10. Bernie, I think you’re very wrong about BNSF not benefiting from the money Sound Transit, WSDOT, and Amtrak have spent on improving their tracks. First there is the money WSDOT and the ports have spent on freight mobility, this paid for things like re-opening the Stampede Pass line and a number of grade crossing separations among other things. Second even the passenger improvements benefit freight because they add additional tracks, new and extended sidings, new or improved crossovers, automated switches, improved signaling, etc.

        I don’t know the exact legal framework BNSF operates in regarding accepting Federal, State, and local money for track improvements. However I know in every case there were specific agreements negotiated with BNSF detailing exactly what was built and what the funding agency would get in return. I suspect BNSF was in a position to refuse at least some of these agreements had they really wanted to, however as a capital intensive private business why wouldn’t you allow government to carry some of your capital and maintenance costs?

      11. Oh, and about those “property rights”. Don’t forget that the railroads received land grants from federal, state, and local government. Also don’t forget that they had the same rights to condemn other people’s property as utilities and often were able to pay much less than the fair value. Part of the deal for all of that free and low-cost land though was that they provide certain services to the communities they passed through.

      12. A good reminder about the history. One other point – back in the day main lines ran passenger only on some route, as freight would damage the rails. Now both are run on the same tracks, which means more work paid by WSDOT and AMTRAK than if those rails were pax only. Especially with the heavy rolling stock of double deck containers at 75 tons each…

      13. I’d be interested in a reference for that, as I am not aware of any US railroads where that would be all that true – that there were passenger only lines that kept freight off due to load or damage reasons. About the closest I can think of would be some flyover junctions or various cut-offs that had nigher grades than you would want for most freight.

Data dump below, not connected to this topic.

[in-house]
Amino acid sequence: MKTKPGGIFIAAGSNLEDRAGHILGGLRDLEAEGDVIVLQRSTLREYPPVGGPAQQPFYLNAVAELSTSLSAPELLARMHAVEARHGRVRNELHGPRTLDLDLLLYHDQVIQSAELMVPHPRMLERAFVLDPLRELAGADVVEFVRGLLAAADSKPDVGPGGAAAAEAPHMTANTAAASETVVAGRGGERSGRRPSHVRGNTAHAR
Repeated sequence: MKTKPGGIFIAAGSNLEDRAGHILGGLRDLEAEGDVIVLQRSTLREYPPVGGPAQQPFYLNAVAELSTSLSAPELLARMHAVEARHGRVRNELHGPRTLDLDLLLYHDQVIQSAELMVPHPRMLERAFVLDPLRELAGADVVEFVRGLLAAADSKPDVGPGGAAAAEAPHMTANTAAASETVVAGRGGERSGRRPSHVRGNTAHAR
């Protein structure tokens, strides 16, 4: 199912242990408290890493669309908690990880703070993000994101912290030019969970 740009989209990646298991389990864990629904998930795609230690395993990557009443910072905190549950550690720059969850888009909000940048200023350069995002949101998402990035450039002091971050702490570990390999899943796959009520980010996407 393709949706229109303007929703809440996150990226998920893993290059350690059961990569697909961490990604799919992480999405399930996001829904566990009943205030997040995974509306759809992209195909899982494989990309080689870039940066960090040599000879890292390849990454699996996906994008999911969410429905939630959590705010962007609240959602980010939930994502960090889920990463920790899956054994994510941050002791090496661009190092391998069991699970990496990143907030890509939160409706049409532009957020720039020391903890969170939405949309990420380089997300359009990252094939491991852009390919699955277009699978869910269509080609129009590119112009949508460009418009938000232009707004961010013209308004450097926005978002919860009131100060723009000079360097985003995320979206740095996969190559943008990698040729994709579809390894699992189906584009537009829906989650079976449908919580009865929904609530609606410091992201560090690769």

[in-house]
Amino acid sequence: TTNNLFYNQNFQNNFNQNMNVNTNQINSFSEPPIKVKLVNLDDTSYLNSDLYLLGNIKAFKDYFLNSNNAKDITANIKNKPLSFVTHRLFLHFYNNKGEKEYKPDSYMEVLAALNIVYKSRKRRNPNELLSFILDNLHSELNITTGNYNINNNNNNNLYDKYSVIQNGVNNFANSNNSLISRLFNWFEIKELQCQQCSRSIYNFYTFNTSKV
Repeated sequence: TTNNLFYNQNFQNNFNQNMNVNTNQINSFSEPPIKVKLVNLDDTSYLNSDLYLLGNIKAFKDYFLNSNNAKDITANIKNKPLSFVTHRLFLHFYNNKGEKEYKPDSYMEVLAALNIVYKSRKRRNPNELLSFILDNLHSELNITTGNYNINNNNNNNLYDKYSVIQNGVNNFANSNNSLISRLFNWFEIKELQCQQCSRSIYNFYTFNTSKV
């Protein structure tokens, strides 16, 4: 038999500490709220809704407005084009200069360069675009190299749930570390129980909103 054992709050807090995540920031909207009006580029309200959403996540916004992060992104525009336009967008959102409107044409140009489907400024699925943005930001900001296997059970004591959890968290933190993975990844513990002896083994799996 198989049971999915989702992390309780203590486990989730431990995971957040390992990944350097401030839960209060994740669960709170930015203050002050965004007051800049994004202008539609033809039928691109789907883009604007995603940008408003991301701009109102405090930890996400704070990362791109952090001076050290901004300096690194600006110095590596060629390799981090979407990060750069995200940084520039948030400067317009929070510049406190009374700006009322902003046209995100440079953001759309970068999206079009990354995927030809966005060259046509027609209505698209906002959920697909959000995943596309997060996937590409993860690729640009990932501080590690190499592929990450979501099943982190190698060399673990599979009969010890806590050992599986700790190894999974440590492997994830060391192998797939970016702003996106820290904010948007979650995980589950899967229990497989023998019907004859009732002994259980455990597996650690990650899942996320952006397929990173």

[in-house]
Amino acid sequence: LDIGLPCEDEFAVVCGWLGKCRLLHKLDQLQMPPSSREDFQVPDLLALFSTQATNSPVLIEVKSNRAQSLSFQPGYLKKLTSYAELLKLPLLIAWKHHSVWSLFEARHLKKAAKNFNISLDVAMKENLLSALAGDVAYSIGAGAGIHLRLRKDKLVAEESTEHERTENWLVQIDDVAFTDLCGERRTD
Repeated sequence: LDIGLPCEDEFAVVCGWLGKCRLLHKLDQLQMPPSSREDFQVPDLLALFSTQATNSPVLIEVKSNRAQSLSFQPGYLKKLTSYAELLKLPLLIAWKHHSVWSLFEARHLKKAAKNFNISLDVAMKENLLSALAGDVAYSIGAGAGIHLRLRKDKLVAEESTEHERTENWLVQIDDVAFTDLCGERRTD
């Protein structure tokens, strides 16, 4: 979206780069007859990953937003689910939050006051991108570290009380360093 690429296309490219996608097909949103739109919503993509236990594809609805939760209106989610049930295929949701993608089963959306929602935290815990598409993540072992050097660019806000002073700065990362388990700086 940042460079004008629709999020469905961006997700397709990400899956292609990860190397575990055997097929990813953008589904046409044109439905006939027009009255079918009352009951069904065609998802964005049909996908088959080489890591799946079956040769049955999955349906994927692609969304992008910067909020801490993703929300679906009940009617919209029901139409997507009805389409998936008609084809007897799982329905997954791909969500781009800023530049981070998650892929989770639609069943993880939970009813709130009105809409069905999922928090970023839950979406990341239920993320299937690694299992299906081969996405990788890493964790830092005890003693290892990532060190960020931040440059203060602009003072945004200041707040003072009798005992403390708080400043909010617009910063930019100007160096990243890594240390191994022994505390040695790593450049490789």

Certainly plenty of railroads that had multiple-track mains had tracks that usually had higher speed vs slower speed tracks, but that was more about speed differentials that weight…

    2. If they breezed through Rainier Valley without stopping, they would save perhaps three or four minutes, while bypassing a large source of ridership. There are not that many stops in the Rainier Valley (less than one per mile) and the trains don’t stop at intersections very often. Of course I would prefer it if it were underground, but this is the best at-grade light rail I’ve every seen.

      1. Well I am only talking about reducing the number of hourly trains in order to allow for some to breeze through the Rainier Valley without stopping. Most trainsets would remain as now – stopping in the Valley, but some could be made as express trains.

      2. All that does is trade time in transit for time waiting for a train. And it’s a two or three minute difference to stop or not stop in the valley – it’s trivial.

        It’s a nice idea, but it does more harm than good.

      3. One case in which it might make sense would be clearing out riders after a stadium event. Suppose the southbound riders were organized into two queues, one for stops before Rainier Beach, and one which is express to Rainier Beach, then stops at all stations after that.

        If there were a train pre-positioned in the pocket track at Stadium station it would wait for a train from the north gets loaded up with local passengers and departs, then pulls up to the southbound platform and loads the express passengers. By now, the local should be far enough ahead there wouldn’t be much chance of it interfering with the express train (it will have taken a while to load all those express passengers).

        Once the local gets to Rainier Beach, it’s end of the line and everone must deboard. It gets into the pocket track there and waits for a northbound slot. It can then either deadhead back to Stadium or serve northbound passengers along the way. Either way, it will be the next express and will get into the pocket track at Stadium for the process to be repeated.

        You might have the express train stop at Beacon Hill and/or Mount Baker while skipping Sodo, Columbia City and Othello. The express train will pick up transfers at Rainier Beach for any riders that got kicked off the local there, but wanted to go further (assuming there’s any room left on the train).